I find that a lot with certain blogs too, not just on social media. Like I will see a FB post or tweet that says, “So and so said THIS about MY BOOK!” like, there are 1,001 other people that said almost the same thing! I don’t know, it’s a fine like ya know?

        I have always been EH on the commenting back thing (as Nick could attest to, since we have discussed it a lot LOL) and it’s SO SAD to see people that don’t/won’t visit because you openly said you are not around as much or on hiatus. I just believe that you should comment because you have something meaningful to say, or hell, just a “wow, i am totally getting this book now, thanks!” is enough. Not just to get returned comments. Anyway, off topic. 😛

        • Oh I hate that too. It’s like just because this person has a larger following/social media presence doesn’t mean that their opinion should matter more than other bloggers…

          You can definitely tell who leaves comments just to get comments and it’s annoying… I do a lot of checking my feed on my phone and saving certain posts I want to comment on for later. Sometimes that later happens much later than I was hoping or not at all and it sucks feeling like I’m ignoring people…

  • I think this is a great discussion because I too, am not huge on social media. I do have accounts but I rarely use them and if I do I tweet about something once and then move on.

    I don’t think it is fair to assume that someone loves something more because they talk about it constantly, I think the actual review should speak for itself. I know this means I will miss out on a lot of wonderful ARCs but I’m okay with that because like you, I don’t have time to spend all day on the computer.

    Should those that do get better access to ARCs? No, I don’t think so. Yes I see the appeal to publishers and authors but what happened to reviews being enough? I don’t know, that rubs me wrong and no not because I’m jealous but because I work just as hard to read and review books as the next person and shouldn’t be punished because I don’t have hours to spend online each day telling the world about them.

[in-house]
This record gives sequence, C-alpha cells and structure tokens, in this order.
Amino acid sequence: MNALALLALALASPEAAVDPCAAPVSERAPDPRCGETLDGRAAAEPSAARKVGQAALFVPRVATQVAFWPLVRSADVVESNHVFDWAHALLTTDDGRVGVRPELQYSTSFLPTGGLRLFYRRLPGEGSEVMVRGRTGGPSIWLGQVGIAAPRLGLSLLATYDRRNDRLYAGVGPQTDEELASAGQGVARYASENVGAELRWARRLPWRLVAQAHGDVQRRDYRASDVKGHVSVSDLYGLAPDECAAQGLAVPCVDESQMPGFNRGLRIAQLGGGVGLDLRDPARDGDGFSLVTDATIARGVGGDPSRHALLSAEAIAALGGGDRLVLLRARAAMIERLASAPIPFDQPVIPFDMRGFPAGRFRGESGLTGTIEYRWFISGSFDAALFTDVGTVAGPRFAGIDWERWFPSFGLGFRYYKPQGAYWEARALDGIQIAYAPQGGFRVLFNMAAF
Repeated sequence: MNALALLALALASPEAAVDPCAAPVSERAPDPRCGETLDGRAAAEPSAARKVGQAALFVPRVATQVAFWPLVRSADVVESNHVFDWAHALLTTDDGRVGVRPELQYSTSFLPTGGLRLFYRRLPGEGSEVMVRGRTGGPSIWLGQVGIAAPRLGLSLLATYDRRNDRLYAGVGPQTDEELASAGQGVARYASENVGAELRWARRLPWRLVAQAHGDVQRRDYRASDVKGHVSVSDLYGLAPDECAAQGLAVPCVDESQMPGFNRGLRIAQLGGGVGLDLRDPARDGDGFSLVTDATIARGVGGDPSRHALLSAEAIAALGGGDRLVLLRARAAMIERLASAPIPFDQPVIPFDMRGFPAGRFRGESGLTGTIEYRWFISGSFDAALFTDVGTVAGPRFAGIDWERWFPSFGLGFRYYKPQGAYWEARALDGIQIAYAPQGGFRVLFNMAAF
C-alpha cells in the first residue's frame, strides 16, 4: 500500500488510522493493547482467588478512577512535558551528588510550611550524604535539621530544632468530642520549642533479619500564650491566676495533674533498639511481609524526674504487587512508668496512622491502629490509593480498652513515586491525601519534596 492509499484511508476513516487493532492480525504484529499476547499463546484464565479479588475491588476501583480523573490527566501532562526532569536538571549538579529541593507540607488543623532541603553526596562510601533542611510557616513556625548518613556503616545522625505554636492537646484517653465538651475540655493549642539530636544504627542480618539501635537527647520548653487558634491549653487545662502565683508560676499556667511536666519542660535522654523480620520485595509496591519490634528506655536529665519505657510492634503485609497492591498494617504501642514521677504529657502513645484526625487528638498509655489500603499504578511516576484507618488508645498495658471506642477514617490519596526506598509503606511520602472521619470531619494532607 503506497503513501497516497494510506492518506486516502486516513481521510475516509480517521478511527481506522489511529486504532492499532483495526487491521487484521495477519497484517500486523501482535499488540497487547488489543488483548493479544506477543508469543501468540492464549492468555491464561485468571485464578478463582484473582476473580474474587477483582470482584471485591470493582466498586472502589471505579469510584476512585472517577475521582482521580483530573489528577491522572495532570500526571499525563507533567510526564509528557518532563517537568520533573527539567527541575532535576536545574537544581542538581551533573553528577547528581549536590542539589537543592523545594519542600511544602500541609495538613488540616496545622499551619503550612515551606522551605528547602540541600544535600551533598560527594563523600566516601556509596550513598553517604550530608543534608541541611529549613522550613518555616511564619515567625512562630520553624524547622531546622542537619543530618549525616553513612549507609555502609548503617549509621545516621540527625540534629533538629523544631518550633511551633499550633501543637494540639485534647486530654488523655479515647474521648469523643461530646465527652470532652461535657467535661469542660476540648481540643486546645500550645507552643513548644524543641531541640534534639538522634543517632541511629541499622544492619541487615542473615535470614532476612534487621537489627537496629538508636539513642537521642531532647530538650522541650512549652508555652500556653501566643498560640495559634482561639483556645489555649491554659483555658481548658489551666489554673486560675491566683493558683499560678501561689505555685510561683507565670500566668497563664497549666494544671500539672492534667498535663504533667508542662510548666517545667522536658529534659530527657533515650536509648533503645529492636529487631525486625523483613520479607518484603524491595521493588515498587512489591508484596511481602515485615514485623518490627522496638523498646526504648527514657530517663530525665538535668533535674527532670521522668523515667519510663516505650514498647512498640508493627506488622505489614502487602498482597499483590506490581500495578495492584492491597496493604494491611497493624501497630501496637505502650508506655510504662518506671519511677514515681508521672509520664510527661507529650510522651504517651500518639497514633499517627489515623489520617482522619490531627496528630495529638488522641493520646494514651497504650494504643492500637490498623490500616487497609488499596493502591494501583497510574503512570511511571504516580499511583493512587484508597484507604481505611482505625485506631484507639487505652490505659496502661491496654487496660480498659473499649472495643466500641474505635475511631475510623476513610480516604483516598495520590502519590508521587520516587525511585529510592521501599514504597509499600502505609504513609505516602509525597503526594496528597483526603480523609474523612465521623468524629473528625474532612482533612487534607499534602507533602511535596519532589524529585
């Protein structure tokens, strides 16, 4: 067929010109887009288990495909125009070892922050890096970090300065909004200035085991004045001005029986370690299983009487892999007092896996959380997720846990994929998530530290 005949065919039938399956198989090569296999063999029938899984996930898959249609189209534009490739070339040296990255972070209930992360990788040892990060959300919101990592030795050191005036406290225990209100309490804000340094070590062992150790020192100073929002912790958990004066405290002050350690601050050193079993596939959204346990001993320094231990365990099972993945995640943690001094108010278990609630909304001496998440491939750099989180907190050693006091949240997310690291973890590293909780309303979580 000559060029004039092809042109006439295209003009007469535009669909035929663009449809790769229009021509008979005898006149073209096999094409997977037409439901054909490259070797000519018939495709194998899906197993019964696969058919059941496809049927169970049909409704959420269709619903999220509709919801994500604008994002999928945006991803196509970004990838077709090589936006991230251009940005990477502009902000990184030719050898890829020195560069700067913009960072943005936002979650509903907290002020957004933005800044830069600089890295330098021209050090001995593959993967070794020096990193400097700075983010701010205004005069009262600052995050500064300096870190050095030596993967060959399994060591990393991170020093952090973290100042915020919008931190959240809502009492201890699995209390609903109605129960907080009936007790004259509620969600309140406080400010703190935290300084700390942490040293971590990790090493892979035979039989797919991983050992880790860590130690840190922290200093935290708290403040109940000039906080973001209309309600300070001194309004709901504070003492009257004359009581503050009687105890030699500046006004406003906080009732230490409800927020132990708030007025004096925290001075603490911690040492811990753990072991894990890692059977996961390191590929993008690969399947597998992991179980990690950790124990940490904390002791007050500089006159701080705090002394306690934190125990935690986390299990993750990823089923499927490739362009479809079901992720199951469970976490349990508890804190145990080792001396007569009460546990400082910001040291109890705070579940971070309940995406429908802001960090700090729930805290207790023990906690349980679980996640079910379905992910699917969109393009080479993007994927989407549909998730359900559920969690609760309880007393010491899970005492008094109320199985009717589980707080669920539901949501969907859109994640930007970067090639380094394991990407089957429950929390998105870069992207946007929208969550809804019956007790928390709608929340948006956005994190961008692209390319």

Hmm, you really have me thinking now! 😛 I don’t know. I don’t see it getting better any time soon sadly.

    kindlemom1 recently posted: Review: Right Where You Are by L.E. Bross
    • I’m so glad you got exactly how I feel about this! I am super excited about Winter but I never once tweeted anything about it. Doesn’t make me any less excited over those that did. But when it comes time to post my review, I will do everything I can to promote it through my review.

      Another blogger brought up a great point that just because these bloggers are praising the book/their ARC on social media, doesn’t always mean they do an actual review…
      And sadly, I don’t see things getting better either which makes me sad.

  • Great topic!
    I’m pretty active on social media. Especially facebook and twitter. I’m on Instagram too, but my pictures suck most of the time, so. 😛 I try to promote the books that I’ve actually read & loved or at least enjoyed enough to recommend it to others.

    • Man, some of those book pictures are really gorgeous! I have no talent for that either. There is nothing wrong with promoting books you love, and there are a bunch of different ways to do that 🙂

  • I don’t think anyone is in position to tell you what you should or shouldn’t do with your books, or anything in general! There are a wide variety of bloggers. You blog what you like, and no one else can tell you what to do. That’s the joy of owning your own blog. I’m very big on social media, and I absolutely love sharing all of my books/reviews/ARC’s with the world, and I understand other people don’t. And it’s completely okay!
    There are so many more issues to be worrying about, why are people judging you on what you decide to do with your blog/books? Ugh! Lol. It irritates me.

    Sabrina Fox recently posted: BookCase Club Review Post!